Cancer Study: Doctors Miss Cancer Diagnosis in 71 out of 6,000 Patients
Being diagnosed with cancer is a devastating event, but learning you have cancer after a doctor previously missed the disease is a blow no one should have to bear. Unfortunately, studies show that cancer misdiagnosis occurs with alarming frequency.
When a diagnosis of cancer is missed or delayed, the disease can progress to a point where it becomes uncurable, or treating it requires more extensive treatments or surgery. Patients may be forced to take time off work or to stop working entirely. In many cases, they must also deal with a diminished quality of life while they undergo aggressive treatment. In the most catastrophic cases, a cancer misdiagnosis leads to a patient’s preventable death.
If your doctor missed your cancer diagnosis or delayed diagnosing you, you may be entitled to receive compensation for your losses, including money for pain and suffering, medical bills, lost wages, future medical expenses, and other damages. It’s important to discuss your missed cancer diagnosis case with a New York City medical malpractice lawyer.
How Often Do Doctors Miss a Cancer Diagnosis?
Most people are brought up to revere and admire doctors; society views physicians and other health professionals as intelligent and competent. However, doctors are still human beings and like anyone else, they can make mistakes. When they do, patients may suffer the consequences.
According to several studies, missed cancer diagnosis happens more often than many people realize. Even more concerning, doctors themselves underestimate just how often they and their colleagues get it wrong.
In a 2013 study jointly published by Best Doctors and the National Coalition on Health Care, researchers surveyed over 400 doctors who stated that the cancer misdiagnosis rate fell in a range between zero and 10 percent.
When researchers compared the doctors’ estimates to the real statistics from the BMJ Journal, however, they found that doctors actually misdiagnosed cancer in 28 percent of cases.
In another study conducted by Johns Hopkins University, researchers found that doctors completely missed a cancer diagnosis in 71 out of 6,000 cases, and mistook one type of cancer for another in 1 out of 5 cases.
The findings show that there is a wide gap between how often doctors think they miss a cancer diagnosis and how often they actually fail to diagnose cancer. This disparity harms patients and causes them to forego treatment that could improve their outcomes and possibly even save their lives.
Why Do Doctors Misdiagnose Cancer?
Doctors can miss a cancer diagnosis for a variety of reasons. In many cases, misdiagnosis is brought about by some kind of error in the pathology process. When doctors send out a biopsy sample for analysis, a pathologist reviews the sample and runs tests to determine if the sample is cancerous.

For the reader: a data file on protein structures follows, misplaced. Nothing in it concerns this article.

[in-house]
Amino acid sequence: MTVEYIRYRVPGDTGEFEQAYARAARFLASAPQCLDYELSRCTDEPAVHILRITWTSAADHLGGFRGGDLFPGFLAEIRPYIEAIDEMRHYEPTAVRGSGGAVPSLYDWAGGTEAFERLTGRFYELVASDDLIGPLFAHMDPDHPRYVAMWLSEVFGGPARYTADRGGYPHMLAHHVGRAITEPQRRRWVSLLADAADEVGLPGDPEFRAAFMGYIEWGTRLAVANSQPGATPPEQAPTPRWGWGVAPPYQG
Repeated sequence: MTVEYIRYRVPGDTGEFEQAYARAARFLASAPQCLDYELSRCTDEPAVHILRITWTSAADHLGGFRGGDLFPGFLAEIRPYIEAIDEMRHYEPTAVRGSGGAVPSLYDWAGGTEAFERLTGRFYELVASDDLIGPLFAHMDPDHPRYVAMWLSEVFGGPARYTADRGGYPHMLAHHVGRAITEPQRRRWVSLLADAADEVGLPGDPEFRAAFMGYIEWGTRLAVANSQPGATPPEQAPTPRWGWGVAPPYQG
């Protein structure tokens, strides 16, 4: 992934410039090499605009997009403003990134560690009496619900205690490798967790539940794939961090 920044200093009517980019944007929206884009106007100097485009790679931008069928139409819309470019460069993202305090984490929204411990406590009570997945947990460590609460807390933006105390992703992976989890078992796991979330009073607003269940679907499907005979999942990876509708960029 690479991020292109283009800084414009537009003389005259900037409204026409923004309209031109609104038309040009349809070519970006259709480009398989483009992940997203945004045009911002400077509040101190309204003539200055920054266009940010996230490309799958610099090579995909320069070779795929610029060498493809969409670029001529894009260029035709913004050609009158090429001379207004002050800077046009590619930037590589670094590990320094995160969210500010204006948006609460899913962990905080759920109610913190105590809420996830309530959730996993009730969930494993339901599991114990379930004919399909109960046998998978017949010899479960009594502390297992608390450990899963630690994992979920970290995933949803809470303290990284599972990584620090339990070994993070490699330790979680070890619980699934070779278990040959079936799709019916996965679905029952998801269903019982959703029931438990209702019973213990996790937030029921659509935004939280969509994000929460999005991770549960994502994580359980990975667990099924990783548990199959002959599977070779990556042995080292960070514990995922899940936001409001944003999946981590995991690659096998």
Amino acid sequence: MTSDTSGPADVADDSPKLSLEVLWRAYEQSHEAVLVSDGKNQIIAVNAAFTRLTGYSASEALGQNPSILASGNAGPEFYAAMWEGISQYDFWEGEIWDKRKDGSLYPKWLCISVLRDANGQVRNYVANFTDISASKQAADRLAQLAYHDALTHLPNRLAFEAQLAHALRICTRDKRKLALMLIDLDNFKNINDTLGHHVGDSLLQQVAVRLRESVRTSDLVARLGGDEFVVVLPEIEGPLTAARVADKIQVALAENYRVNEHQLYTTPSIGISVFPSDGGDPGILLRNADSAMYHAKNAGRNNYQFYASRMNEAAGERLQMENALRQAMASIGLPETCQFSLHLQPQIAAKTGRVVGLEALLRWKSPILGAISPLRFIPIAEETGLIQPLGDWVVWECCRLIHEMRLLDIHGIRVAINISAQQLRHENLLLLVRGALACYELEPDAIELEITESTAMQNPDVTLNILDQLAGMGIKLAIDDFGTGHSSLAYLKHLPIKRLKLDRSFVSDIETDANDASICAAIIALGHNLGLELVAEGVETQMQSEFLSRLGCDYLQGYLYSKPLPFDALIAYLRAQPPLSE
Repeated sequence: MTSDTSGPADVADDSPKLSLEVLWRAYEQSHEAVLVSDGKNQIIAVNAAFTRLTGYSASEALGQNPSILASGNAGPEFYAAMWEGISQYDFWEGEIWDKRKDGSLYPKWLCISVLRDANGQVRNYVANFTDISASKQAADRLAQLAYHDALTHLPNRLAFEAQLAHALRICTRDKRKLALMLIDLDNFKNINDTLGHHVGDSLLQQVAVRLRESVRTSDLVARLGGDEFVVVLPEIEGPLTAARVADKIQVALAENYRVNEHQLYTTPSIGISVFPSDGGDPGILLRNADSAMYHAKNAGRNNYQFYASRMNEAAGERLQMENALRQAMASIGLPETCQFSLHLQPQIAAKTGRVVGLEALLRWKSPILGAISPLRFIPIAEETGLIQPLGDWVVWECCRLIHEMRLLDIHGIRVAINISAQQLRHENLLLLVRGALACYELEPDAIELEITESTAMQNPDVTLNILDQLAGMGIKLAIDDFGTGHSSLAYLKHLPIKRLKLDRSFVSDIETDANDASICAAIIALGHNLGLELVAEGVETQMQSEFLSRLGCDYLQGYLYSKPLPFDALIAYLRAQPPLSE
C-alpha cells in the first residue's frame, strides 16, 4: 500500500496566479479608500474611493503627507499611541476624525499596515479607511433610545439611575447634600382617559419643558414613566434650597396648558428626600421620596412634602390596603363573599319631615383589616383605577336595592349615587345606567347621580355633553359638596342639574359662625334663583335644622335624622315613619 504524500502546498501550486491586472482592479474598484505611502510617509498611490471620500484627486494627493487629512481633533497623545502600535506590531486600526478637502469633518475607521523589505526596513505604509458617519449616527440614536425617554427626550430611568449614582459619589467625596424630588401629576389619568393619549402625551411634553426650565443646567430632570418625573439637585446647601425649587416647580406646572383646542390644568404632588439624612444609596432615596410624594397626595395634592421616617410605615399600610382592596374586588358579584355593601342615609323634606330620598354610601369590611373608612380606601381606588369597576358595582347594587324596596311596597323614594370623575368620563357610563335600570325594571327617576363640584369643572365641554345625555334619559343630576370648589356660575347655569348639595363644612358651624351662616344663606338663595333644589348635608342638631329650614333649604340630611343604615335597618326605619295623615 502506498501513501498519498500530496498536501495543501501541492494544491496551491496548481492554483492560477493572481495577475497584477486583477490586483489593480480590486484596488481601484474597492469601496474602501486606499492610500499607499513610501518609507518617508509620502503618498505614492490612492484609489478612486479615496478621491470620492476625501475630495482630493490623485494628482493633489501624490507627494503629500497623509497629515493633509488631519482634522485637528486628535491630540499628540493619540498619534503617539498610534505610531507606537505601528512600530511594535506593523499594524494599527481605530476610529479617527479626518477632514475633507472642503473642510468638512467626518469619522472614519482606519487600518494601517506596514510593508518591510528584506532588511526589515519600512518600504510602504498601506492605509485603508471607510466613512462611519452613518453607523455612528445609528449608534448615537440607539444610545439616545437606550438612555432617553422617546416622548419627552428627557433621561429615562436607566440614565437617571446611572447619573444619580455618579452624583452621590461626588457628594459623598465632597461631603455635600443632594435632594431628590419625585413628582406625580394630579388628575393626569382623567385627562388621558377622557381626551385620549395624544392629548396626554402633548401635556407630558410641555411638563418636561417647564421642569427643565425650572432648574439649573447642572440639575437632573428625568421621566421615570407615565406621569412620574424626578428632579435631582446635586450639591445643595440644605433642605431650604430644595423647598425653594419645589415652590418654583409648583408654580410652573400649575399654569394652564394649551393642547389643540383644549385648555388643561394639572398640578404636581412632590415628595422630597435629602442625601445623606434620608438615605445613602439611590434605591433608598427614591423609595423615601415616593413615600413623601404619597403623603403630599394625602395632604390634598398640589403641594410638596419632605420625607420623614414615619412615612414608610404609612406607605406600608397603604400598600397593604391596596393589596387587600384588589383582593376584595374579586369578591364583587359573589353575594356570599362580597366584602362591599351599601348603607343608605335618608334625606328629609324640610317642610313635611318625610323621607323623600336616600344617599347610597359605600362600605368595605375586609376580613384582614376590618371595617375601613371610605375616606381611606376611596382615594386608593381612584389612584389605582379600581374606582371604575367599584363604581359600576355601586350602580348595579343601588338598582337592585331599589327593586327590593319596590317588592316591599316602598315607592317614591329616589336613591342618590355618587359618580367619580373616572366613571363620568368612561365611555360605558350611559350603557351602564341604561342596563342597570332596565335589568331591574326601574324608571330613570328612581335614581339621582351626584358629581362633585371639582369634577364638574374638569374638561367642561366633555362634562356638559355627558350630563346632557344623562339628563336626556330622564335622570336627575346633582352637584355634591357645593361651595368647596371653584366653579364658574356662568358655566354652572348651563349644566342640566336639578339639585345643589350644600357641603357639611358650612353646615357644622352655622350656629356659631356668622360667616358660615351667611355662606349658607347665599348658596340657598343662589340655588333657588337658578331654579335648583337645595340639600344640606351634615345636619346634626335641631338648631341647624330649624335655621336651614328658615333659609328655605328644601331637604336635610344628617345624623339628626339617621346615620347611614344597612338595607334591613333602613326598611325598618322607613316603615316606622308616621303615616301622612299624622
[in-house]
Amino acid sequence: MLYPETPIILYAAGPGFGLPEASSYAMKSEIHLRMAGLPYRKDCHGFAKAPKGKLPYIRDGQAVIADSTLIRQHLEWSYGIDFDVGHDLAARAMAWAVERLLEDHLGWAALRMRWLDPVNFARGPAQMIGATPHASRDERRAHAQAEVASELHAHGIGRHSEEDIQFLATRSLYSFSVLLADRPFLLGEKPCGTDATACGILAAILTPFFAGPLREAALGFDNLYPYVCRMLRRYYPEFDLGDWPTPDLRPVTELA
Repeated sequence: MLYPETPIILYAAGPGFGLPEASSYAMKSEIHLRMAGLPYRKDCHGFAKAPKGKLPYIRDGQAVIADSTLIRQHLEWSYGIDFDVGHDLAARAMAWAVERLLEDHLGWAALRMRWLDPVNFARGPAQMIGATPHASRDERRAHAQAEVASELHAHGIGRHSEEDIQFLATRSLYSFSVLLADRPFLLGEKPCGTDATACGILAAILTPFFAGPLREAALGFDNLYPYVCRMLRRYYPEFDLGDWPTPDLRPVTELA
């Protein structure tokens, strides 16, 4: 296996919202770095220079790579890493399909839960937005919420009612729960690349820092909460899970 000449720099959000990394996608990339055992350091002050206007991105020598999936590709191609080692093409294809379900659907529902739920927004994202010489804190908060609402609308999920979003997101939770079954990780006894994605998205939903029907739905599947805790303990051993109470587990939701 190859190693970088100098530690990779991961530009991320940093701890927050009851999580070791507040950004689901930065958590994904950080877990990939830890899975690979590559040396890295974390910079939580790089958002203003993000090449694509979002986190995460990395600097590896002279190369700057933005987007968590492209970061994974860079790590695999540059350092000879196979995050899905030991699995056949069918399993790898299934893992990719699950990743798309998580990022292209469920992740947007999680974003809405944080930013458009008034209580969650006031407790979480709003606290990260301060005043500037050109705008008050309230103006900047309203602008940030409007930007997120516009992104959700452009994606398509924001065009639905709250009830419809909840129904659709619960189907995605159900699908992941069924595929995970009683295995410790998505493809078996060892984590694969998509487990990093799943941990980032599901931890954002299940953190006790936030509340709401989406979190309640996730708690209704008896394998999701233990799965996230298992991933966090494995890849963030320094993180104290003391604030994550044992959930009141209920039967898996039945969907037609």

It’s also possible for a doctor to dismiss a patient’s symptoms or concerns during an office visit or exam. Far too often, patients leave a doctor’s office feeling like they were rushed through a visit or not given an opportunity to have all their questions answered. This may even cause a patient to avoid seeking future treatment because a doctor made them feel silly or like a hypochondriac.
When doctors dismiss a patient’s concerns or fail to conduct follow up tests or exams, they can miss a cancer diagnosis. For the vast majority of cancers, early diagnosis and intervention is key to stopping the cancer from progressing and giving the patient the best prognosis possible.
Additionally, cancers that are caught early are often far easier to treat with fewer aggressive interventions than those that are allowed to progress unchecked. When doctors fail to diagnose cancer in a timely manner, patients pay the price with their health, their finances, and sometimes even their lives.
Ways to Reduce Missed Cancer Diagnosis
In the BMJ Journal study that looked at how often doctors miss a cancer diagnosis, doctors also responded with ways they believe missed diagnoses can be reduced. In the study, 36 percent of doctors said they think new diagnostic tools and methods in pathology would help reduce the number of cancer misdiagnosis cases.
In the same study, 17.8 percent of doctors said they believed new methods of genetic testing for tumors could improve outcomes and reduce the number of missed diagnoses in cancer patients. Another 15 percent of doctors said better radiology resources could cut down on the number of missed cancer diagnosis cases.
Contact a NYC Medical Malpractice Lawyer About Your Case
If you are a victim of medical malpractice due to a doctor misdiagnosing your cancer or delaying your cancer diagnosis, it’s important to speak to a New York City medical malpractice lawyer about your case. There are strict time limits for filing a medical malpractice claim, so it’s important to act quickly to protect your right to receive compensation.
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